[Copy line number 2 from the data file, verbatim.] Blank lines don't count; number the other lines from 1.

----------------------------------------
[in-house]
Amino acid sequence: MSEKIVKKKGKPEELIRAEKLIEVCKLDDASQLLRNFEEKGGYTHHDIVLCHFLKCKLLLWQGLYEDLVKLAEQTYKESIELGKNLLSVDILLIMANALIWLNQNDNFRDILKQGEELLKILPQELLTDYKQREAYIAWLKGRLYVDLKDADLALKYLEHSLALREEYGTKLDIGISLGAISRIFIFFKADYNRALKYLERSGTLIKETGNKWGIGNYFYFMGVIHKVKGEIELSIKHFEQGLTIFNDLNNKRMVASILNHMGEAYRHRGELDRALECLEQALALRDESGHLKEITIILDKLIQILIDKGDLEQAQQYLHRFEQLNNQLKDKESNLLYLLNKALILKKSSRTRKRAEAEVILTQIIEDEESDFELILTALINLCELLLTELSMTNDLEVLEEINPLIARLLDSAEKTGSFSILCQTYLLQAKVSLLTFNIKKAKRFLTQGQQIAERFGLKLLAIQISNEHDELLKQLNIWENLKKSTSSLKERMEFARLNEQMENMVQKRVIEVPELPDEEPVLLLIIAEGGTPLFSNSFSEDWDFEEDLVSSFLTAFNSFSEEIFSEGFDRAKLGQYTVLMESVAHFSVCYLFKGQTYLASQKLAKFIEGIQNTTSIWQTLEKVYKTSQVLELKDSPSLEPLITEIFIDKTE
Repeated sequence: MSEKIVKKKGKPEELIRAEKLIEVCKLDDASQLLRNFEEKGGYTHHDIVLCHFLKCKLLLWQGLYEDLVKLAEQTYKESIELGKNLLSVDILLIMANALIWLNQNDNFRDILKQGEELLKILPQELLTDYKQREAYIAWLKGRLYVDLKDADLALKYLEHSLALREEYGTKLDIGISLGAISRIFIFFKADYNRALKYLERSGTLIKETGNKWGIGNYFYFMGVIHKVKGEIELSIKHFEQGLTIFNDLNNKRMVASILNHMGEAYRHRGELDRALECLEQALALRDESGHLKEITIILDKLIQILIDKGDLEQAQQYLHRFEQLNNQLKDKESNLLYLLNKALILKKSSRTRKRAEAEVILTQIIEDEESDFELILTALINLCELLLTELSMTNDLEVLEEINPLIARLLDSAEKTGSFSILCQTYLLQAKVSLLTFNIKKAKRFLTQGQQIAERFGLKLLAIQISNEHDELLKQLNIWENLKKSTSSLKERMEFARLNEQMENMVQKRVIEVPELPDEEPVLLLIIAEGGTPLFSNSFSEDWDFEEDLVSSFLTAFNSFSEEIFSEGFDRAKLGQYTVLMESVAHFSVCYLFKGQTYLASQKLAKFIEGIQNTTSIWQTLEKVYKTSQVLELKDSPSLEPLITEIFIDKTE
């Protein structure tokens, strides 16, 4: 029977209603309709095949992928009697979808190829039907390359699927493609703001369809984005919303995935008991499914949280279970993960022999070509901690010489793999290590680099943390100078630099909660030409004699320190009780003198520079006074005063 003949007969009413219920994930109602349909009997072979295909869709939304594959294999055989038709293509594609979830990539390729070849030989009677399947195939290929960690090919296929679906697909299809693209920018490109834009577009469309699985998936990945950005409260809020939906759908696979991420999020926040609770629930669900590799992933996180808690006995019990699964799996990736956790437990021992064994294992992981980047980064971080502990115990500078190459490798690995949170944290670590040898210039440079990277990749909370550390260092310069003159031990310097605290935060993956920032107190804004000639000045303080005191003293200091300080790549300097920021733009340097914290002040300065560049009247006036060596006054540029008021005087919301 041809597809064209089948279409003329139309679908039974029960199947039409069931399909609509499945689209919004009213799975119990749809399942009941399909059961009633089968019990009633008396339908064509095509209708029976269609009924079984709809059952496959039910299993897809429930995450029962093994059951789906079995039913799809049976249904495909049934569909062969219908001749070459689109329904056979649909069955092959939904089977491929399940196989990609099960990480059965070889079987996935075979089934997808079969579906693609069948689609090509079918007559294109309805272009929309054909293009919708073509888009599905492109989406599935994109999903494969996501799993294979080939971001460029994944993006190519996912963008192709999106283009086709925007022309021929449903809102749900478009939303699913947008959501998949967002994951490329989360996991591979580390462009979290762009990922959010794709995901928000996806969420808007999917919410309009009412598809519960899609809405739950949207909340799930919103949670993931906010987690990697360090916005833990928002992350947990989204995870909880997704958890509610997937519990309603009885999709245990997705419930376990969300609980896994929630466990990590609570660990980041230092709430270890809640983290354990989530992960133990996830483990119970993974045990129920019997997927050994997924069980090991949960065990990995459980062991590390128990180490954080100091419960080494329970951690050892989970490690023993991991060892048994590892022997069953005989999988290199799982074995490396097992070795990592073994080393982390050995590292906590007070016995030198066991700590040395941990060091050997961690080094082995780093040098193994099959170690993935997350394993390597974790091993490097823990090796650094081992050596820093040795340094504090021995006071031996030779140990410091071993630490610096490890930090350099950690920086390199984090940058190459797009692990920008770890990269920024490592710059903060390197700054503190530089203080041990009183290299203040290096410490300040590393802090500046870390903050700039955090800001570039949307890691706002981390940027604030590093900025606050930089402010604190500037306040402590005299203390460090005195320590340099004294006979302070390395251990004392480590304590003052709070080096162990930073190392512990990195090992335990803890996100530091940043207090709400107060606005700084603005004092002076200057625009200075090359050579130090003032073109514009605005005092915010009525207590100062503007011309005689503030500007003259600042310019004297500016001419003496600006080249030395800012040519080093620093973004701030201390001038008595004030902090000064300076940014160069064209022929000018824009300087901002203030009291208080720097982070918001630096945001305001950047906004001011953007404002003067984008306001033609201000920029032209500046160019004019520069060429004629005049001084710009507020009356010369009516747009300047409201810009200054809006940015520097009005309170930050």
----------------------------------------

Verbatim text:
Amino acid sequence: MSEKIVKKKGKPEELIRAEKLIEVCKLDDASQLLRNFEEKGGYTHHDIVLCHFLKCKLLLWQGLYEDLVKLAEQTYKESIELGKNLLSVDILLIMANALIWLNQNDNFRDILKQGEELLKILPQELLTDYKQREAYIAWLKGRLYVDLKDADLALKYLEHSLALREEYGTKLDIGISLGAISRIFIFFKADYNRALKYLERSGTLIKETGNKWGIGNYFYFMGVIHKVKGEIELSIKHFEQGLTIFNDLNNKRMVASILNHMGEAYRHRGELDRALECLEQALALRDESGHLKEITIILDKLIQILIDKGDLEQAQQYLHRFEQLNNQLKDKESNLLYLLNKALILKKSSRTRKRAEAEVILTQIIEDEESDFELILTALINLCELLLTELSMTNDLEVLEEINPLIARLLDSAEKTGSFSILCQTYLLQAKVSLLTFNIKKAKRFLTQGQQIAERFGLKLLAIQISNEHDELLKQLNIWENLKKSTSSLKERMEFARLNEQMENMVQKRVIEVPELPDEEPVLLLIIAEGGTPLFSNSFSEDWDFEEDLVSSFLTAFNSFSEEIFSEGFDRAKLGQYTVLMESVAHFSVCYLFKGQTYLASQKLAKFIEGIQNTTSIWQTLEKVYKTSQVLELKDSPSLEPLITEIFIDKTE